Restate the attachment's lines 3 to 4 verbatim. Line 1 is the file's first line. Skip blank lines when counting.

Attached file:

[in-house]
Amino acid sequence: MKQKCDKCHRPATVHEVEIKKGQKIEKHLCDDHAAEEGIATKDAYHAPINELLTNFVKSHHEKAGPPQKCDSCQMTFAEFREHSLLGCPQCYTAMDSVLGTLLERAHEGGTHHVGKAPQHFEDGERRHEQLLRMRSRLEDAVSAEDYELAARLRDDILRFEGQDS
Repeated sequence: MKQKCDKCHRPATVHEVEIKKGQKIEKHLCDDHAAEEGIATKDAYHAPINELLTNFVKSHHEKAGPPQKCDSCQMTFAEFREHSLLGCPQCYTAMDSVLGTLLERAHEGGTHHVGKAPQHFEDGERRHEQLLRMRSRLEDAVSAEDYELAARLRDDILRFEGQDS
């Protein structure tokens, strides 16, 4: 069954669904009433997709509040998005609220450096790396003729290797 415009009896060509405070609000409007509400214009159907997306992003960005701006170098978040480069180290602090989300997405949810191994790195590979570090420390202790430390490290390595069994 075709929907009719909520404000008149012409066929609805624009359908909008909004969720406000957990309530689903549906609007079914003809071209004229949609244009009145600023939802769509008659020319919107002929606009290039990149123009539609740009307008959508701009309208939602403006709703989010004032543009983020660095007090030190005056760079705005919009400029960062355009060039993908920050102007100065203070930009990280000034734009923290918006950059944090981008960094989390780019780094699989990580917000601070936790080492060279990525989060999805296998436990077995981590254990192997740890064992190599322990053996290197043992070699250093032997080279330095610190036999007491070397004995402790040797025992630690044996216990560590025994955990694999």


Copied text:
Repeated sequence: MKQKCDKCHRPATVHEVEIKKGQKIEKHLCDDHAAEEGIATKDAYHAPINELLTNFVKSHHEKAGPPQKCDSCQMTFAEFREHSLLGCPQCYTAMDSVLGTLLERAHEGGTHHVGKAPQHFEDGERRHEQLLRMRSRLEDAVSAEDYELAARLRDDILRFEGQDS
């Protein structure tokens, strides 16, 4: 069954669904009433997709509040998005609220450096790396003729290797 415009009896060509405070609000409007509400214009159907997306992003960005701006170098978040480069180290602090989300997405949810191994790195590979570090420390202790430390490290390595069994 075709929907009719909520404000008149012409066929609805624009359908909008909004969720406000957990309530689903549906609007079914003809071209004229949609244009009145600023939802769509008659020319919107002929606009290039990149123009539609740009307008959508701009309208939602403006709703989010004032543009983020660095007090030190005056760079705005919009400029960062355009060039993908920050102007100065203070930009990280000034734009923290918006950059944090981008960094989390780019780094699989990580917000601070936790080492060279990525989060999805296998436990077995981590254990192997740890064992190599322990053996290197043992070699250093032997080279330095610190036999007491070397004995402790040797025992630690044996216990560590025994955990694999």